“Closing the curtain on Norm Macdonald’s comedy” [Spectator World]. “What made his appearances so memorable was the versatility: he mastered every format — the around-the-barn anecdote, the one-liner or the old-school joke. I have heard variations of the moth joke dating back to middle school, but only Macdonald saw the potential to turn it into Russian literature…. A joke should catch people by surprise; it should never pander. ‘Applause is voluntary, but laughter is involuntary,’ Norm recalled in the greatest work of fiction in the aughts, Based on a True Story. He hated lazy comedy that played for ‘clapter,’ but also shock for shock’s sake. That may seem odd for a man who was banned from the state of Iowa in 1997 and took to the Dennis Miller radio show with his ‘virulent anti-Semite’ ventriloquist dummy. (‘My Jewish friend says I should just burn him, but I say two wrongs don’t make a right.’) Anybody can use profanity, but it takes true comedic genius to turn cliché into punchline. Macdonald recognized that plainspoken folk wisdom could surprise in a postmodern age dominated by euphemism and jargon….” • Here is the moth joke (because the setup is both long and grim, I’m going to give the link instead of embedding it, but the punchline is brilliant, a variation of “it’s my nature”).
I say the railroad workers should strike to prove they can:
Wow. SMART-TD, one of the big railroad unions that doesn’t yet have an agreement, polled their members on the proposed settlement.
78% say the union should reject the deal. pic.twitter.com/4jTUjlQ1Jj
— Jonah Furman (@JonahFurman) September 13, 2022
Back in the day, I was thinking along the same lines:
reputation of being progressive, caring about their communities, and most importantly taking
care of their employees. And for a time, I felt that to be true. Unfortunately, over the last several
years things began to shift within the company. The cost of benefits increased, while
— SBWorkersUnited (@SBWorkersUnited) September 14, 2022
My concept was that I would blog — that being my real work — and get my health insurance from Starbucks. For me, fate intervened. I wonder how many Starbucks workers are in a similar situation today.
News of the Wired
Bros being bros:
University of Kentucky fans flipped a car over in Lexington while celebrating the team’s win over the University of Florida on Saturday. No injuries or arrests were reported, according to local news. pic.twitter.com/dvvZlcG2nZ
— CBS News (@CBSNews) September 13, 2022
But not getting whacked by the cops. Odd!
“Consciousness has no gender” [IAI News]. “Here’s a question I’ve been pitting to friends and family this last month: if tomorrow you woke up without a body, would you be able to guess what gender you are?… But my point is this: if biological sex is not the determining factor of gender, and culture is permanently shifting decade by decade and country by country, what is the determining factor? If there is no objective criterion, and the choice of gender is simply ‘what feels right for the individual’, then there are suddenly as many genders as there are individuals, in fact possibly as many genders as there are people who have ever lived, at any time and in any place. So why bother with gender at all? For, in giving oneself a gender, isn’t one automatically being sexist?” • The hypothetical of waking up without a body seems like the sort of thing a Silicon Valley squillionaire would think. It’s just not possible, and if it were possible, it would be bad (see C.S. Lewis, That Hideous Strength). So that word “automatically” is doing some very, very heavy lifting.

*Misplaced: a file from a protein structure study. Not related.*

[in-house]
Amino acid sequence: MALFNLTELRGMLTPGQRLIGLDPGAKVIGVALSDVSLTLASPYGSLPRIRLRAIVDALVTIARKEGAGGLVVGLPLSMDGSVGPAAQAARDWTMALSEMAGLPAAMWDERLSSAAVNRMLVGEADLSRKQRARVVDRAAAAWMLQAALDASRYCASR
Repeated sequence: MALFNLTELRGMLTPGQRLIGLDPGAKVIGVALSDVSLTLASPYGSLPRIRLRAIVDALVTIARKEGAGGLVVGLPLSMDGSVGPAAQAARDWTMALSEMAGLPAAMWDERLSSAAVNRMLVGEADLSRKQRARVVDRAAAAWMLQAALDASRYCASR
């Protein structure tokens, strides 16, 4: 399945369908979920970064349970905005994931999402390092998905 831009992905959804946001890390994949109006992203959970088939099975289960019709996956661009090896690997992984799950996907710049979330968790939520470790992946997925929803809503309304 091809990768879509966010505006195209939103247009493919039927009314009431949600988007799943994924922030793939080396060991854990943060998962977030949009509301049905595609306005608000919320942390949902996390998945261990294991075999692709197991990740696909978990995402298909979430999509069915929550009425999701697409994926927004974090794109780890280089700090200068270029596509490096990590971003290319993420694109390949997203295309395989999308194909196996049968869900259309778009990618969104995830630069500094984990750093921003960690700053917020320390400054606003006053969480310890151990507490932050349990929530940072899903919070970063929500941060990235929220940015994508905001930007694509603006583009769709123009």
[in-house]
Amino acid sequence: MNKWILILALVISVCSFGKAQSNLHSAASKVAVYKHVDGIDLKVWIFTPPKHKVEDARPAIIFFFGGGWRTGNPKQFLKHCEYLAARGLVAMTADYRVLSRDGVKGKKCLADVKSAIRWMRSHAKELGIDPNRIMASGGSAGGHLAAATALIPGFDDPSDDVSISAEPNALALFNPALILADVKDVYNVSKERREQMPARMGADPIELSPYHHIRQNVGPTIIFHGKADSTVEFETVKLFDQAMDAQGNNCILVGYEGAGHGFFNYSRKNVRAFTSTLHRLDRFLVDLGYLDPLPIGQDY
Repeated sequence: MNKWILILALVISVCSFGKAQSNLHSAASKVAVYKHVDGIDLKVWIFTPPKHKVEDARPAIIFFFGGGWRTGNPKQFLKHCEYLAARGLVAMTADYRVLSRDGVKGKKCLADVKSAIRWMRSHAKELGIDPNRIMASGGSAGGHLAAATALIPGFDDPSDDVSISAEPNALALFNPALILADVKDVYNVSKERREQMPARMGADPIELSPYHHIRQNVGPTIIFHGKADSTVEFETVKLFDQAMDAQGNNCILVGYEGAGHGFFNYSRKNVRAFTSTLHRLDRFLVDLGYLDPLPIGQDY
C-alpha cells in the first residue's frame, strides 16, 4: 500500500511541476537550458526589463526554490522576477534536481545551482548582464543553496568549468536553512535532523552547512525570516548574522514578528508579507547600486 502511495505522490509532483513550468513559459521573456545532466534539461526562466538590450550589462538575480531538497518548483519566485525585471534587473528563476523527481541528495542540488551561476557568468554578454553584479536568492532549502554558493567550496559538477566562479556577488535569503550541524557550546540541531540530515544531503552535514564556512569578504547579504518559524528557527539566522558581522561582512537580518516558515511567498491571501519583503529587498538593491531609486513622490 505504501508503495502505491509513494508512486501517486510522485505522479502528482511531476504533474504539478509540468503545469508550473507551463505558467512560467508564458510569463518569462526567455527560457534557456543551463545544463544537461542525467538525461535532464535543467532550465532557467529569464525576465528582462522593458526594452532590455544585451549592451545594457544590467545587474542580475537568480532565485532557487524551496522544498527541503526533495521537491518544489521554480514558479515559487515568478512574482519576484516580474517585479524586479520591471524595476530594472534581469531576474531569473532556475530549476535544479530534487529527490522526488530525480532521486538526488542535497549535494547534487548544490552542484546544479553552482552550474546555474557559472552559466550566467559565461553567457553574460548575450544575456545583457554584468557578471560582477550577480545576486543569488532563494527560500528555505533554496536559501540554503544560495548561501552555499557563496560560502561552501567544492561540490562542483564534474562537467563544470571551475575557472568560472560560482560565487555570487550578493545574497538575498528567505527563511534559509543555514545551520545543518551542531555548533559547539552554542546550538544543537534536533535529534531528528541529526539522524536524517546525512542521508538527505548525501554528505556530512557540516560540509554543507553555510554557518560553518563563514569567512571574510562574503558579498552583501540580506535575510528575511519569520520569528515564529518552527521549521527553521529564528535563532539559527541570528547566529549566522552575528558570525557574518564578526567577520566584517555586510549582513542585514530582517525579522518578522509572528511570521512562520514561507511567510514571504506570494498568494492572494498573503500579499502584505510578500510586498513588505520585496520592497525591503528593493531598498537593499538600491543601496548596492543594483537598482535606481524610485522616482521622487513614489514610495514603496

“The Myopia Generation” [The Atlantic]. Literally, not metaphorically. “We may not know exactly how ogling screens all day and spending so much time indoors are affecting us, or which is doing more damage, but we do know that myopia is a clear consequence of living at odds with our biology. The optometrists I spoke with all said they try to push better vision habits, such as limiting screen time and playing outside. But this only goes so far. Today, taking a phone away from a teenager may be no more practical than feeding a toddler a raw hunter-gatherer diet. So this is where we’ve ended up, for those of us who can even afford it: adding chemicals and putting pieces of plastic in our eyes every day, in hopes of tricking them back to their natural state.” • As the proud wearer of progressive trifocals — if only I could find them — I concur that I should play more outside. So should we all!
Contact information for plants: Readers, feel free to contact me at lambert [UNDERSCORE] strether [DOT] corrente [AT] yahoo [DOT] com, to (a) find out how to send me a check if you are allergic to PayPal and (b) to find out how to send me images of plants. Vegetables are fine! Fungi and coral are deemed to be honorary plants! If you want your handle to appear as a credit, please place it at the start of your mail in parentheses: (thus). Otherwise, I will anonymize by using your initials. See the previous Water Cooler (with plant) here. From IM:
IM writes: “More west coast vegetation. This is from Little Qualicum Falls, on Vancouver Island. A deeply cut canyon through a patch of intruded grandiorite. I kind of like the blurred foliage in NE and SW corners, but readers can make up their own minds! No zoom, a cliff in front, no tripod for ultra depth of field, no alternative.”